Objectives: The present study was designed to investigate the attentional modulation of gamma band responses in a visual spatial attention task using a 128-channel-EEG-montage.
Methods: Colored rectangles were presented on a screen. After 500 ms an arrow indicated whether subjects had to shift their attention to the left or right half of the screen to detect target stimuli. During the task, either the attended half of the screen rotated horizontally while the unattended part remained motionless, or vice versa.
Results: When subjects attended the rotating stimulus, we found significantly higher power in a specific gamma band from 35-51 Hz on parieto-occipital electrode sites contralateral to the stimulation side. In addition, after the onset of the arrow which indicated what side subjects should direct their attention to, the 35-51 Hz response shifted from a broad posterior distribution to an increase of power at parieto-occipital sites contralateral to the to-be-attended side. Furthermore, the rotating stimulus elicited higher gamma band power as compared to the standing stimulus at electrode locations, which may be related to the activity of underlying cortical structures specialized for motion processing.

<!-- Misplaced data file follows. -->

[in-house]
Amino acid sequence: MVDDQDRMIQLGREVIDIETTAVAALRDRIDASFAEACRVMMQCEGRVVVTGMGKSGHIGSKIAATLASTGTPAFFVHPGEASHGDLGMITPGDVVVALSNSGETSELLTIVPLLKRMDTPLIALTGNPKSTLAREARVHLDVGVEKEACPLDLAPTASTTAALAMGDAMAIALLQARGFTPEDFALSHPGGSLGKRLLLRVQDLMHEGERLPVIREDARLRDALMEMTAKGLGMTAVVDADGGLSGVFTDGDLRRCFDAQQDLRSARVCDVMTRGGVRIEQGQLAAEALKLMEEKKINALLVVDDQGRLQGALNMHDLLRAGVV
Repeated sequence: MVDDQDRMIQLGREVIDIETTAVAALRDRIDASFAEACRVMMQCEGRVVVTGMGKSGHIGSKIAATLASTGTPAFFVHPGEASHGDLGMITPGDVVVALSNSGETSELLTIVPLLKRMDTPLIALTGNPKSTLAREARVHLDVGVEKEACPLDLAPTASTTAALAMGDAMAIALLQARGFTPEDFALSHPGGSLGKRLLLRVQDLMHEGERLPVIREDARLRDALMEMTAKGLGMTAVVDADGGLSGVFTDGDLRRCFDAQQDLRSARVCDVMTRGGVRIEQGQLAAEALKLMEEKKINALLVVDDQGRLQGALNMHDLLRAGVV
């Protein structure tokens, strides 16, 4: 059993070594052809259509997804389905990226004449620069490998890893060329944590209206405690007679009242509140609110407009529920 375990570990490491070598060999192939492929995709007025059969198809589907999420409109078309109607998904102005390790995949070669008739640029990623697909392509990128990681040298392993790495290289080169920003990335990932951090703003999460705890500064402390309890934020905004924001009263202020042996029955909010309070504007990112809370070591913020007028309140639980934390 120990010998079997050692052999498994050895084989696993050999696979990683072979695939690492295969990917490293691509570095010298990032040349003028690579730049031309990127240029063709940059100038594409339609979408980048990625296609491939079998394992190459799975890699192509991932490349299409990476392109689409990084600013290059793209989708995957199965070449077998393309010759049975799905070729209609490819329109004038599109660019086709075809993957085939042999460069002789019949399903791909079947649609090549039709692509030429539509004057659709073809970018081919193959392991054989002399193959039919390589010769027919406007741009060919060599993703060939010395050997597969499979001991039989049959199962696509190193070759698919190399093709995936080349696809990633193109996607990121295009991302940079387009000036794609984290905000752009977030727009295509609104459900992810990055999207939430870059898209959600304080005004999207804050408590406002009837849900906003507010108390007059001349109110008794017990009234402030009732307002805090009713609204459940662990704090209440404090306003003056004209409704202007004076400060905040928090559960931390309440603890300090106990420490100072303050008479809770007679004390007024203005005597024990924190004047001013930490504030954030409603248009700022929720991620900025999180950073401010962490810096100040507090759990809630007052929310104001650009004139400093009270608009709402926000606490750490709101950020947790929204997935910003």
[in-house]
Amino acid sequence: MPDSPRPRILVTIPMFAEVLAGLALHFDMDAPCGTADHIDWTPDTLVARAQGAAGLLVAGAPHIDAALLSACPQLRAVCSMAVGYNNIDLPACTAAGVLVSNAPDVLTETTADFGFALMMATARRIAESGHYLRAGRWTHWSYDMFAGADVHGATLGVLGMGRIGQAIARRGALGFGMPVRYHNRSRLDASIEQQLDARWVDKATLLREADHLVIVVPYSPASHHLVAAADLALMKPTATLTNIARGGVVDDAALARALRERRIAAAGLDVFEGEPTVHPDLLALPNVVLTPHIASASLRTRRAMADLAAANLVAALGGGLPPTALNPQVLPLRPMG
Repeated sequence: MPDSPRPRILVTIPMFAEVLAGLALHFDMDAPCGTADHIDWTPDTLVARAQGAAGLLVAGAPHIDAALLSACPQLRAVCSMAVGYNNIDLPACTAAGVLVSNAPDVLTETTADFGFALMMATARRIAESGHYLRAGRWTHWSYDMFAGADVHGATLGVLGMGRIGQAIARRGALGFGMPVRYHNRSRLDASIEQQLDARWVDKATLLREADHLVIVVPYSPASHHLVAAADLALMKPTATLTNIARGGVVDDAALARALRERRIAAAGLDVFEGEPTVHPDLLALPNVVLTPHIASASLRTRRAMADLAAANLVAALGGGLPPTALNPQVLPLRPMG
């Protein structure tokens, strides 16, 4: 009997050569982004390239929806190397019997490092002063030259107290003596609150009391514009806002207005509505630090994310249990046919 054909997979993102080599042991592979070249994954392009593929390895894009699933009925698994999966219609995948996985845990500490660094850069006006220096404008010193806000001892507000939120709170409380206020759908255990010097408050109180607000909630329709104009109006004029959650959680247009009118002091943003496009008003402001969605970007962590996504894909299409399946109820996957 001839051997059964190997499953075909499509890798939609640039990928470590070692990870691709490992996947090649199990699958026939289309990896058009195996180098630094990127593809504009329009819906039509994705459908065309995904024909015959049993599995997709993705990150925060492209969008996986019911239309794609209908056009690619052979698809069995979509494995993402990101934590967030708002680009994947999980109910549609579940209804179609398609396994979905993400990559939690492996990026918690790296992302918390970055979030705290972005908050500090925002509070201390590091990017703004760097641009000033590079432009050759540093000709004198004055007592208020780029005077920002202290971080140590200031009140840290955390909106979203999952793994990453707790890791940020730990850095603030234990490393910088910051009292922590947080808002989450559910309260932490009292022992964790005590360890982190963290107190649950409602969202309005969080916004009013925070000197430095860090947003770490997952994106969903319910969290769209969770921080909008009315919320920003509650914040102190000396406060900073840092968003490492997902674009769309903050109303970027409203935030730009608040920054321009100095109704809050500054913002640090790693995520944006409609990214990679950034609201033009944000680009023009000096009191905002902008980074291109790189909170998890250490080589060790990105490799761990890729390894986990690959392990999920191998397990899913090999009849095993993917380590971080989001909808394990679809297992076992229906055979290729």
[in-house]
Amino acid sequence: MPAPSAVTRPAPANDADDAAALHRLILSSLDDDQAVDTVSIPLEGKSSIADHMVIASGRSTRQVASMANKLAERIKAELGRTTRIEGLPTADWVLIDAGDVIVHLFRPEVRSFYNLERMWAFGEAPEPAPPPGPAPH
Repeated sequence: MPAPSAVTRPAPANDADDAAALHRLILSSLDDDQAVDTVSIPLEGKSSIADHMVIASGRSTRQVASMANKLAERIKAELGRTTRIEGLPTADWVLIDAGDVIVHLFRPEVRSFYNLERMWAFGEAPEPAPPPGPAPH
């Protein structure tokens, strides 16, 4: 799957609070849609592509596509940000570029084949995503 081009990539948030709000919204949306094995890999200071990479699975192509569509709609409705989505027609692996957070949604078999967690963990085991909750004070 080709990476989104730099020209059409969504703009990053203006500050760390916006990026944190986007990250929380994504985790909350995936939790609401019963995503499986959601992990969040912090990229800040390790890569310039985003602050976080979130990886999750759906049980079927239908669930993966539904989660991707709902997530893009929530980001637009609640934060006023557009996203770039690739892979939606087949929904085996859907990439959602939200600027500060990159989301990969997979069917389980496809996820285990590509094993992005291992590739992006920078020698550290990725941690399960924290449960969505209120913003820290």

Conclusions: The present results replicate important parts of previous findings of enhanced gamma power when a moving stimulus was attended.